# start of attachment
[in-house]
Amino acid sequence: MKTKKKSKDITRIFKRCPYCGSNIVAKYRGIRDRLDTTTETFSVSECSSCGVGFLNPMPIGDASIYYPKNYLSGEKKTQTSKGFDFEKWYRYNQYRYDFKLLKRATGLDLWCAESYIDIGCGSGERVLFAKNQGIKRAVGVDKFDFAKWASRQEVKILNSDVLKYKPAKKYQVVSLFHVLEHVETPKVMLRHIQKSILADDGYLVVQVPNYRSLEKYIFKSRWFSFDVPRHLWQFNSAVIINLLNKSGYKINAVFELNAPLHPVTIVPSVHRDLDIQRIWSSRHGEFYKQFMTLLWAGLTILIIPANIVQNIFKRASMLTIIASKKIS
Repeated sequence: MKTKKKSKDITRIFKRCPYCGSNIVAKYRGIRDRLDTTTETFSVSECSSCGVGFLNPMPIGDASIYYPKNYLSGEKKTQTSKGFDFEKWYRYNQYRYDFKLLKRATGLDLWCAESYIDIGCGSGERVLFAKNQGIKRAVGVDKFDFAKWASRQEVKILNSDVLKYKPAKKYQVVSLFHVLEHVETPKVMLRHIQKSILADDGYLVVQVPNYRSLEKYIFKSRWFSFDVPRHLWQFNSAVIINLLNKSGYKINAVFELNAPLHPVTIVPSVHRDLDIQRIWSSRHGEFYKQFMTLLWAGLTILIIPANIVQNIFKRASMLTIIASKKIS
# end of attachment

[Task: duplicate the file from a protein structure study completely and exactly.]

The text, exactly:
[in-house]
Amino acid sequence: MKTKKKSKDITRIFKRCPYCGSNIVAKYRGIRDRLDTTTETFSVSECSSCGVGFLNPMPIGDASIYYPKNYLSGEKKTQTSKGFDFEKWYRYNQYRYDFKLLKRATGLDLWCAESYIDIGCGSGERVLFAKNQGIKRAVGVDKFDFAKWASRQEVKILNSDVLKYKPAKKYQVVSLFHVLEHVETPKVMLRHIQKSILADDGYLVVQVPNYRSLEKYIFKSRWFSFDVPRHLWQFNSAVIINLLNKSGYKINAVFELNAPLHPVTIVPSVHRDLDIQRIWSSRHGEFYKQFMTLLWAGLTILIIPANIVQNIFKRASMLTIIASKKIS
Repeated sequence: MKTKKKSKDITRIFKRCPYCGSNIVAKYRGIRDRLDTTTETFSVSECSSCGVGFLNPMPIGDASIYYPKNYLSGEKKTQTSKGFDFEKWYRYNQYRYDFKLLKRATGLDLWCAESYIDIGCGSGERVLFAKNQGIKRAVGVDKFDFAKWASRQEVKILNSDVLKYKPAKKYQVVSLFHVLEHVETPKVMLRHIQKSILADDGYLVVQVPNYRSLEKYIFKSRWFSFDVPRHLWQFNSAVIINLLNKSGYKINAVFELNAPLHPVTIVPSVHRDLDIQRIWSSRHGEFYKQFMTLLWAGLTILIIPANIVQNIFKRASMLTIIASKKIS